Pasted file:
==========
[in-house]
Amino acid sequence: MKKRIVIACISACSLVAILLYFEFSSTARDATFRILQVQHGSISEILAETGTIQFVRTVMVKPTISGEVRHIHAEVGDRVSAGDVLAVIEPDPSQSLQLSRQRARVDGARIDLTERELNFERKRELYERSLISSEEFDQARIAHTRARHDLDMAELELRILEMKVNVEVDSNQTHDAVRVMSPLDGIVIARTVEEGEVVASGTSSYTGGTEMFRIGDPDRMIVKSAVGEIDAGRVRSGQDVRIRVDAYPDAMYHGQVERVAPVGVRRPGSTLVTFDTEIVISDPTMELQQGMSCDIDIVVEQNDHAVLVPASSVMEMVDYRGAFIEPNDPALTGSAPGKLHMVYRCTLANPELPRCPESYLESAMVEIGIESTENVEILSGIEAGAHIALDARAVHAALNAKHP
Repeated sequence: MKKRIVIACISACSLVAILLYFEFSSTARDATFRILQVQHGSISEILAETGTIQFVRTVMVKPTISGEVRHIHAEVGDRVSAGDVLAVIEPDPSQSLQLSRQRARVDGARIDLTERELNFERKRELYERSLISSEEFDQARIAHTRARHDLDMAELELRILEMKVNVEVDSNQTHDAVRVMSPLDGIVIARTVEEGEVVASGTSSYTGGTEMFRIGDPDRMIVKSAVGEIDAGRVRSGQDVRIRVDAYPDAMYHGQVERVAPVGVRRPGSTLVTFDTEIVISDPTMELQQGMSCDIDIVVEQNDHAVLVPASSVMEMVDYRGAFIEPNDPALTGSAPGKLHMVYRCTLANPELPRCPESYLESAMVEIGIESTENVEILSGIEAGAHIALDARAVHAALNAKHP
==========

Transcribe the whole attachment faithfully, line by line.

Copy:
[in-house]
Amino acid sequence: MKKRIVIACISACSLVAILLYFEFSSTARDATFRILQVQHGSISEILAETGTIQFVRTVMVKPTISGEVRHIHAEVGDRVSAGDVLAVIEPDPSQSLQLSRQRARVDGARIDLTERELNFERKRELYERSLISSEEFDQARIAHTRARHDLDMAELELRILEMKVNVEVDSNQTHDAVRVMSPLDGIVIARTVEEGEVVASGTSSYTGGTEMFRIGDPDRMIVKSAVGEIDAGRVRSGQDVRIRVDAYPDAMYHGQVERVAPVGVRRPGSTLVTFDTEIVISDPTMELQQGMSCDIDIVVEQNDHAVLVPASSVMEMVDYRGAFIEPNDPALTGSAPGKLHMVYRCTLANPELPRCPESYLESAMVEIGIESTENVEILSGIEAGAHIALDARAVHAALNAKHP
Repeated sequence: MKKRIVIACISACSLVAILLYFEFSSTARDATFRILQVQHGSISEILAETGTIQFVRTVMVKPTISGEVRHIHAEVGDRVSAGDVLAVIEPDPSQSLQLSRQRARVDGARIDLTERELNFERKRELYERSLISSEEFDQARIAHTRARHDLDMAELELRILEMKVNVEVDSNQTHDAVRVMSPLDGIVIARTVEEGEVVASGTSSYTGGTEMFRIGDPDRMIVKSAVGEIDAGRVRSGQDVRIRVDAYPDAMYHGQVERVAPVGVRRPGSTLVTFDTEIVISDPTMELQQGMSCDIDIVVEQNDHAVLVPASSVMEMVDYRGAFIEPNDPALTGSAPGKLHMVYRCTLANPELPRCPESYLESAMVEIGIESTENVEILSGIEAGAHIALDARAVHAALNAKHP